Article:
Walter Sisulu University has six months to hire required academic staff to teach its LLB law degree or face losing accreditation to offer the course.
The university’s electrical and mechanical engineering courses also face a similar plight, but unlike LLB, which has a deadline of October, WSU has until July next year to hire the required academic staff for the engineering programmes and to ensure proper lecture halls.
The Department of Higher Education and Training has even set aside R183-million for WSU to be able to upgrade its lecture halls and science laboratory as well as hire the much-needed staff to teach the affected courses.
The Council on Higher Education (CHE) issued a stern warning to the university last Thursday to conform within six months or lose its LLB course.
The CHE is a statutory body commissioned by the Department of Higher Education to ensure that institutions of higher learning offer quality learning and training that meet the required standards.
Three other universities – the University of South Africa, North West University and University of Free State – also face losing their accreditation for the LLB degree.
This comes after CHE reviewed the standards at 21 South African universities. WSU has also been red-flagged for their electrical and civil engineering courses.
WSU spokeswoman Yonela Tukwayo confirmed yesterday that the university, which has campuses in East London, Mthatha and Butterworth, has been given until October to hire qualified LLB lecturers at their Mthatha campus. Tukwayo said they had also been given until July next year to improve the quality of teaching they provide electrical and civil engineering diplomas or face losing accreditation for these two courses as well.
National higher education and training spokesman Madikwe Mabotha said should the affected institutions not adhere to the recommendations by the CHE, their LLB courses would be suspended and students would have to move to other institutions pending implementation of the recommendations.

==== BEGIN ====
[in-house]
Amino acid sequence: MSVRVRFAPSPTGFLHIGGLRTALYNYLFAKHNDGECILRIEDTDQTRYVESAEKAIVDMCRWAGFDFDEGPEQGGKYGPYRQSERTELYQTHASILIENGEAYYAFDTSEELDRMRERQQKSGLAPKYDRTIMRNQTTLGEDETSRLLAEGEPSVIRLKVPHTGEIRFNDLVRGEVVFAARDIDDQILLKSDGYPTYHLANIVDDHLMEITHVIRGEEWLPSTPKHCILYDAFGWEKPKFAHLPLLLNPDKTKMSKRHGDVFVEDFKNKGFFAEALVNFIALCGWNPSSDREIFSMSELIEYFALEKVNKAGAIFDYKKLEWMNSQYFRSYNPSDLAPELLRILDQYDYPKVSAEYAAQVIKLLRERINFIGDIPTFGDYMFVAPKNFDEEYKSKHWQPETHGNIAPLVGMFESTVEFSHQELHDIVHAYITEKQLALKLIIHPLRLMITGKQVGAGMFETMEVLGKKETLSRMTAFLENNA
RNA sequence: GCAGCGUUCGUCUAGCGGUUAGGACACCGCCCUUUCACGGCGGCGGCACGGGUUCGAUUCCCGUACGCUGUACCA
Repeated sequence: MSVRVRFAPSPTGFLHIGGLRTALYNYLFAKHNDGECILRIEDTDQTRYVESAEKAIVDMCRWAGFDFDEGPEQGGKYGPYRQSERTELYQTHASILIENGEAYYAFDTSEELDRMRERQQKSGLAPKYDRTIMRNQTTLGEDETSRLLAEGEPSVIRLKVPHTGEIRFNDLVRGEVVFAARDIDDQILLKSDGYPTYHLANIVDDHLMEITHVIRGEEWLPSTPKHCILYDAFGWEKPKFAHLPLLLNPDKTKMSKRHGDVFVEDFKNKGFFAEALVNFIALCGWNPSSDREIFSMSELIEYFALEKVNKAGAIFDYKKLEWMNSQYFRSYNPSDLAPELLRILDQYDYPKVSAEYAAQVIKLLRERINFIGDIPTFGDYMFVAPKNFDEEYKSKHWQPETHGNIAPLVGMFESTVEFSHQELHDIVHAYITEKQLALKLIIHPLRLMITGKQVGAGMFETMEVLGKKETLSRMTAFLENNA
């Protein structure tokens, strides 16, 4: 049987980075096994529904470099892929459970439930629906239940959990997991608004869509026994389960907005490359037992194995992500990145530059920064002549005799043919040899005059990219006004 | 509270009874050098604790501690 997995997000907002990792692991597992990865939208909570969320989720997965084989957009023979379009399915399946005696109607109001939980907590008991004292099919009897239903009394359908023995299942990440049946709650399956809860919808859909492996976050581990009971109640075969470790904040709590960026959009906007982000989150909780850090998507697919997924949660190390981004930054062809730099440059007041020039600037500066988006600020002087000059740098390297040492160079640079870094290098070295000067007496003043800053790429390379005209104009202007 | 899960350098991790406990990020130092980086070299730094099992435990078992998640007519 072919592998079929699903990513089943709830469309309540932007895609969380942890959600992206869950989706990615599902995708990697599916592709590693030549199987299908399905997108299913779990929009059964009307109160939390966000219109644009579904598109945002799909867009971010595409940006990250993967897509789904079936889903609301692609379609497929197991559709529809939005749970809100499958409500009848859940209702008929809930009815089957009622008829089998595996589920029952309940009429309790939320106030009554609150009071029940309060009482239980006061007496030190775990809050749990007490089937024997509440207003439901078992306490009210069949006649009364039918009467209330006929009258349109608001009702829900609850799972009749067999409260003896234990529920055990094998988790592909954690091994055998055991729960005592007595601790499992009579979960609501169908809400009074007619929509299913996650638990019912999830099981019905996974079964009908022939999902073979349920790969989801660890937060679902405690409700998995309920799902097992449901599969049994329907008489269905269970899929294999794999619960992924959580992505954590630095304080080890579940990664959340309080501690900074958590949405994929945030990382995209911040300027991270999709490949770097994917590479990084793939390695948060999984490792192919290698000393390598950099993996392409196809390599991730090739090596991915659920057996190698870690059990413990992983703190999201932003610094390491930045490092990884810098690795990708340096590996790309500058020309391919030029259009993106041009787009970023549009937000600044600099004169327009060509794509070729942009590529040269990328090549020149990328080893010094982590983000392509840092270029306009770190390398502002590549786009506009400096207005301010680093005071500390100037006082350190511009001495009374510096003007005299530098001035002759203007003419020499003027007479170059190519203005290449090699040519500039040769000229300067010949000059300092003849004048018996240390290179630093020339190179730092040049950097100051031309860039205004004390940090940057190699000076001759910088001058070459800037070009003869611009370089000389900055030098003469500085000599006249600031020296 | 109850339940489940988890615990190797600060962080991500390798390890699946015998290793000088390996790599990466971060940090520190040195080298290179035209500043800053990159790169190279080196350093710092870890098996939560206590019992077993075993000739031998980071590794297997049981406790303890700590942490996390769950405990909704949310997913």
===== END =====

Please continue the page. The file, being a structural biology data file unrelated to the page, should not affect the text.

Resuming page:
WSU’s LLB degree was red-flagged for having hired under-qualified lecturers as well as campus infrastructure that was found not conducive to teaching and learning.
Tukwayo confirmed yesterday that the institution’s LLB programme did not have enough doctors and professors to teach the degree while their lecture halls were in a mess. She said the university lacked experts because most academics did not want to work in a rural environment.
However, she said, the university had set aside R90-million to improve infrastructure. A further R82-million would be used to improve student accommodation. This forms part of the R183-million the institution received last week from the historically disadvantaged institutions (HDI) grant to improve its conditions.
The LLB programme, which has been fully accredited since the inception of the University of Transkei (now WSU) in the 1970s, has produced top legal brains including constitutional court Judges Chris Jaftha and Mbuyiseli Mandlanga.
Eastern Cape Law Society head Advocate Sizwe Ntsaluba SC said it would be “devastating” for the profession if WSU lost its LLB accreditation.